Brothers and sisters, let us pray.


If you consider yourself a Christian, this blog is for you. If you don’t yet know and love Jesus Christ, now is a great time to ask yourself who you believe Jesus to be, and more importantly why you hold those beliefs.

I am a Christian. I unashamedly declare my deep, passionate love for Jesus. Coming to know him has already radically transformed my life over the past seven years. However words would utterly fail me if I tried to describe to you how much God really loves you. Language is woefully inadequate to explain how much his heart aches and burns for this fallen, broken world which has been under siege by the powers of darkness since time immemorial.

Syria is on my heart as I write. At the moment, I am attending university as a part time theology student, doing one of the residential elements to my course. One of the tutors is an Anglican priest, who just happens to be Syrian. He led us all in prayer for his nation and we have also taken time to pray in classes. It was a very powerful, and moving time. (That’s right, we talk to God as part of our formal education during lectures. It’s theology, go figure.)

Over the past 24 hours, there have been  dramatic developments regarding the UK involvement in the Syria crisis. Our parliament has voted against direct military intervention at this time. I strongly believe that this is a result of earnest prayer from a multitude of believers across the globe, coupled with the cries of the afflicted and the oppressed.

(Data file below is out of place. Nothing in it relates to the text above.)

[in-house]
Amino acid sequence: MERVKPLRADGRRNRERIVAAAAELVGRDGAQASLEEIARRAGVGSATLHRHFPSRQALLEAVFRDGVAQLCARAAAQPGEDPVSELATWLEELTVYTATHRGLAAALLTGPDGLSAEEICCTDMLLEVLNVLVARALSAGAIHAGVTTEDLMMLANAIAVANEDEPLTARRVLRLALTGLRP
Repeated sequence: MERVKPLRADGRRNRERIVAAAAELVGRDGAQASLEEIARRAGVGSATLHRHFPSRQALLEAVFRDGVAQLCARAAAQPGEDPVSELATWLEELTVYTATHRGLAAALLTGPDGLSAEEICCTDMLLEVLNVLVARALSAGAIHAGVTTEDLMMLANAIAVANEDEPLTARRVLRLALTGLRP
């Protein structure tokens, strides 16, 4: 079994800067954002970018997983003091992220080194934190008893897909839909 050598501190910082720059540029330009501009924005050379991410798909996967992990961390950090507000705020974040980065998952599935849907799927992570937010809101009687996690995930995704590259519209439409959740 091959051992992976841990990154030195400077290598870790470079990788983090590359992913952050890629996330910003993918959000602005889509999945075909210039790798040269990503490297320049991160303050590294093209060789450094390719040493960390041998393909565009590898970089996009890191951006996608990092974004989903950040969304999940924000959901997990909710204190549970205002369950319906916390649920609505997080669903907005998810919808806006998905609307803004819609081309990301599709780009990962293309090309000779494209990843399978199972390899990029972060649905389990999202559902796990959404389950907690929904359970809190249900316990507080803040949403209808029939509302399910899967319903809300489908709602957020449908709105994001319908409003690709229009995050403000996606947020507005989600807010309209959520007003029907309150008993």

God hears us.

As I’ve been pondering this, it struck me that many of the people I have joined in prayer with won’t hold identical theology to me. In fact, we may not see eye to eye on a vast range of doctrinal perspectives. Despite this obvious fact, God listens. He acts.

Jesus didn’t save me because I had good doctrine. In fact, he rescued me from a sinful, destructive, sad and lonely lifestyle that was becoming increasingly desperate and negative. He saved me. Since then, we’ve been working on my doctrine. We still are.

I haven’t always modeled a healthy, loving, respectful and gentle way of disagreeing with many of you over points of doctrine. I’m sure that I have wound up and offended too many people over the past two years despite knowing that the Bible says plainly that God hates it when somebody stirs up discord amongst brothers.

Instead of building bridges I have dug out trenches and fired potshots at what I perceive to be liberal theology on Twitter and Facebook. Quite frankly, this behavior has been pathetic. Where I have offended and/or hurt any of you in this way, I am sorry and I repent. If I have implied that you are guilty by association with particular writers, thinkers, theologians, denominations and/or movements, I am genuinely sorry.

In the meantime, the world burns and we argue. This is not a good response to the incredible love, grace, and mercy of Jesus Christ. Creation needs us to cry out to God. It’s our responsibility to intercede on behalf of the nations. Including our own.

Brothers and Sisters, will you join with me in praying for Syria? I know that with many of you, I may not see eye to eye theologically. We may disagree on many issues. Yet Christ prayed for unity in the church. It may take generations to see that hope realised. We can participate in making that reality transpire. Jesus promised to build his church. He is more than capable.

There is a time and a place for thrashing out theology. Yet our allegiance to particular doctrines, traditions and ideologies must be trumped by our allegiance to the Kingdom of God, our Lord and Saviour Jesus Christ, and his mission on the earth. Let’s call a ceasefire and focus our energies on more important issues. Right now, let’s cry out for Syria, and Egypt, and our own nation. All countries need Jesus.

Brothers and Sisters, let us pray.